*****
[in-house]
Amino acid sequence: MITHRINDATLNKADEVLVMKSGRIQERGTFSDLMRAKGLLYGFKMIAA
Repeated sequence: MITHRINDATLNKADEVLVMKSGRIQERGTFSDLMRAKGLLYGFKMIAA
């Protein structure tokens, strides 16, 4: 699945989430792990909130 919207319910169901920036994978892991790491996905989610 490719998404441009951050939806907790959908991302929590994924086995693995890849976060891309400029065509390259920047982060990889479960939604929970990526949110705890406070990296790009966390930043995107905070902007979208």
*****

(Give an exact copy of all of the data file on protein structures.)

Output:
[in-house]
Amino acid sequence: MITHRINDATLNKADEVLVMKSGRIQERGTFSDLMRAKGLLYGFKMIAA
Repeated sequence: MITHRINDATLNKADEVLVMKSGRIQERGTFSDLMRAKGLLYGFKMIAA
């Protein structure tokens, strides 16, 4: 699945989430792990909130 919207319910169901920036994978892991790491996905989610 490719998404441009951050939806907790959908991302929590994924086995693995890849976060891309400029065509390259920047982060990889479960939604929970990526949110705890406070990296790009966390930043995107905070902007979208």